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Frequently Asked Questions

Q: What is thorium and what makes it special?

A: Thorium is a naturally-occuring mineral that holds large amounts of releasable nuclear energy, similar to uranium. This nuclear energy can be released in a special nuclear reactor designed to use thorium. Thorium is special because it is easier to extract this energy completely than uranium due to some of the chemical and nuclear properties of thorium.

Q: What is a liquid-fluoride reactor?

A: A liquid-fluoride nuclear reactor is different than conventional nuclear reactors that use solid fuel elements. A liquid-fluoride reactor uses a solution of several fluoride salts, typically lithium fluoride, beryllium fluoride, and uranium tetrafluoride, as its basic nuclear fuel. The fluoride salts have a number of advantages over solid fuels. They are impervious to radiation damage, they can be chemically processed in the form that they are in, and they have a high capacity to hold thermal energy (heat). Additional nuclear fuel can be added or withdrawn from the salt solution during normal operation.

Q: Are the salts safe?

A: Very safe. Unlike other coolants considered for high-performance reactors (like liquid sodium) the salts will not react dangerously with air or water. This is because they are already in their most stable chemical form. Their properties do not change even under intense radiation, unlike all solid forms of nuclear fuel.

Q: Have liquid-fluoride reactors been built before?

A: Yes, two liquid-fluoride reactors were built at Oak Ridge National Laboratory in Tennessee in the 1950s and 1960s. These were small research reactors that were built to test the fundamental principles of a liquid-fluoride thorium reactor. The first, which was called the Aircraft Reactor Experiment (ARE) ran for a week in 1957, and the second, the Molten-Salt Reactor Experiment (MSRE) ran between 1965-1969 and validated many of the principals of the fluoride reactor concept.

Q: How does a liquid-fluoride reactor make electricity?

A: Fission reactions take place in the fuel salt, making it hotter. This heat is transferred to a coolant salt outside of the reactor. The coolant salt is then used to heat gas that turns a turbine, which turns an electrical generator, generating electricity.

Q: What is nuclear waste and how does a liquid-fluoride reactor address this issue?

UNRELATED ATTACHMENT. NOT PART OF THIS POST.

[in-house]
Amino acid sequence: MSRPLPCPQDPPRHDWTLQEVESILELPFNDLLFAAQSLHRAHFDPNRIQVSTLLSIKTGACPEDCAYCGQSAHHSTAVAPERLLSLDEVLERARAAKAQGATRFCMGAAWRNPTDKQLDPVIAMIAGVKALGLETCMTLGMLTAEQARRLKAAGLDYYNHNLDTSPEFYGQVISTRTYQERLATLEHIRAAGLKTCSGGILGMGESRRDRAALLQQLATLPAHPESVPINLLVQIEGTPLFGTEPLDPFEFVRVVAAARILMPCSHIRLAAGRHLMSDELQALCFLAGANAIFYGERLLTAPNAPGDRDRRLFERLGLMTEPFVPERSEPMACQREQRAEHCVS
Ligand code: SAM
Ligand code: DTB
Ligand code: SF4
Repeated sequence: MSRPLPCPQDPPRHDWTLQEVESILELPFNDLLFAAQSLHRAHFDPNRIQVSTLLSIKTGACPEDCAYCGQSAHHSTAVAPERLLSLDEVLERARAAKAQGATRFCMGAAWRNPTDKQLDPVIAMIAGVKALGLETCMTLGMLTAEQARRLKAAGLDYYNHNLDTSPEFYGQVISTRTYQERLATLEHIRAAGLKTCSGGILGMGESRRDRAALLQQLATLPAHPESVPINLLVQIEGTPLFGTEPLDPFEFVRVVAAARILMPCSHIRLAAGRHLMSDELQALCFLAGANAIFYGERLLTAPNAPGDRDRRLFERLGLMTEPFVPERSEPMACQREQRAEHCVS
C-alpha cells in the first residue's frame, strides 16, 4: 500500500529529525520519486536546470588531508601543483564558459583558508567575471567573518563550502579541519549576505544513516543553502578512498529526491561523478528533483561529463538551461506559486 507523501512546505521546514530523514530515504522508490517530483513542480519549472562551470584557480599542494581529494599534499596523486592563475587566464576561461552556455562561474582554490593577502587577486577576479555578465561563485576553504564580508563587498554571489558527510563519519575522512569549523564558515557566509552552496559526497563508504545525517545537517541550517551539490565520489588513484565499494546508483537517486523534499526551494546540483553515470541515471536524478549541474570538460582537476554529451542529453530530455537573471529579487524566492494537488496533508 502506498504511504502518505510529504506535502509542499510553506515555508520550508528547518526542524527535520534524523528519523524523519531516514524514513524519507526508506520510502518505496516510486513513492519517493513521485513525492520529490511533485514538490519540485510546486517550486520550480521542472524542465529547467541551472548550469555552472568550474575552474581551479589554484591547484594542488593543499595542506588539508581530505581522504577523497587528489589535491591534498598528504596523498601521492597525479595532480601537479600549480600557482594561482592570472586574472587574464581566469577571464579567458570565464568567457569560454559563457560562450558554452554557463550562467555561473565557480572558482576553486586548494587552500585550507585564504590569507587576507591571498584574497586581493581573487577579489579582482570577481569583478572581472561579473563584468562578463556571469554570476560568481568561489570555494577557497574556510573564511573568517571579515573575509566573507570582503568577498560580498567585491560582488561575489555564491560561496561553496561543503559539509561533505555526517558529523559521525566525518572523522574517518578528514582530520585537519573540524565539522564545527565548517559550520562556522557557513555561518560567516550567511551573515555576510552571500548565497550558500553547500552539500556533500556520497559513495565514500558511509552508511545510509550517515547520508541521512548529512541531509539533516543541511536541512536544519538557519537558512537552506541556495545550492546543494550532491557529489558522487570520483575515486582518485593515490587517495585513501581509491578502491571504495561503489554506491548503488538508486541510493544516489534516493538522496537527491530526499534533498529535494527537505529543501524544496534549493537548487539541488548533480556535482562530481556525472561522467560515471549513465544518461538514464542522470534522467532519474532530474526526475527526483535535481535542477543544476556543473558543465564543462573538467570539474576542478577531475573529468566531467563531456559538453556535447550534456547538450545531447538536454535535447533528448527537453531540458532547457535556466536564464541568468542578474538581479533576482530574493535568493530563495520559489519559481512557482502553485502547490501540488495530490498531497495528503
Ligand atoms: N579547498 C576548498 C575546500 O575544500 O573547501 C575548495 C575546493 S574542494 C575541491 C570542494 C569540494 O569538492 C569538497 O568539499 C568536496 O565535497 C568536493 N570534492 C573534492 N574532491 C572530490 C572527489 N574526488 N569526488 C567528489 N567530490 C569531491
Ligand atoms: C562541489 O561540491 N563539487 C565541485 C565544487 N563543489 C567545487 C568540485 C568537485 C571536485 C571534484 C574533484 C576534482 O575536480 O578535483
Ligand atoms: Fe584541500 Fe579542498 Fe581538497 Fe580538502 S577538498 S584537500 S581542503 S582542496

A: So-called “nuclear waste” or spent-nuclear fuel is produced in conventional (solid-core) nuclear reactors because they are unable to extract all of the nuclear energy from their fuel before they have to shutdown. LFTR addresses this issue by using a form of nuclear fuel (liquid-fluoride salts of thorium) that allow complete extraction of nuclear energy from the fuel.

Q: What advantages does a liquid-fluoride thorium reactor offer a utility?

A: Unlike a pressurized-water or boiling-water reactor, a liquid-fluoride thorium reactor operates at high temperature and low pressure. Its high power density means that the reactor vessel itself is much s maller and lighter than an LWR reactor vessel; small enough, in fact, to be mass-produced in a factory rather than constructed onsite. Its inert-gas coolant does not boil in the event of a loss of pressure, and the fuel, blanket, and coolant salts do not react with air or water. All of this means that the containment building of a fluoride reactor can be much smaller than the containment of a light-water reactor of similar power output.

Q: What’s the difference between a “fast-spectrum” reactor and a “thermal-spectrum” reactor?

The basic idea behind nuclear fission is that you can use an electically neutral particle, the neutron, to destabilize a nucleus and cause it to split. This is a big deal because it’s very difficult to get charged particles, like protons and electrons, anywhere near the nucleus–they’re repelled by electrical forces. That’s the basic reason why nuclear fusion is so difficult.

But with the neutron, it’s a different story. It just waltzes right up to a nucleus and hits it, and the nucleus never saw it coming.

Here’s an animated gif of how fission works, and a little movie too.

Now the speed of the neutron when it hits the nucleus has a lot to do with how likely a fission is to occur. One might think, intuitively, that if the neutron is going really fast that it has a better chance of “shattering” the nucleus, but that’s not really how it works. Actually, for the fissile nuclei (such as U-233, U-235, and Pu-239) the SLOWER the neutron is going, the more probable fission is.

So you want slowed-down neutrons to maximize fission. And then from fission comes more neutrons, which continue the reaction. Well, mostly right. Actually, the neutrons borne from fission are going really fast. Really, really fast. And they have to slow down to have a good chance of causing fission. That’s where the moderator comes in.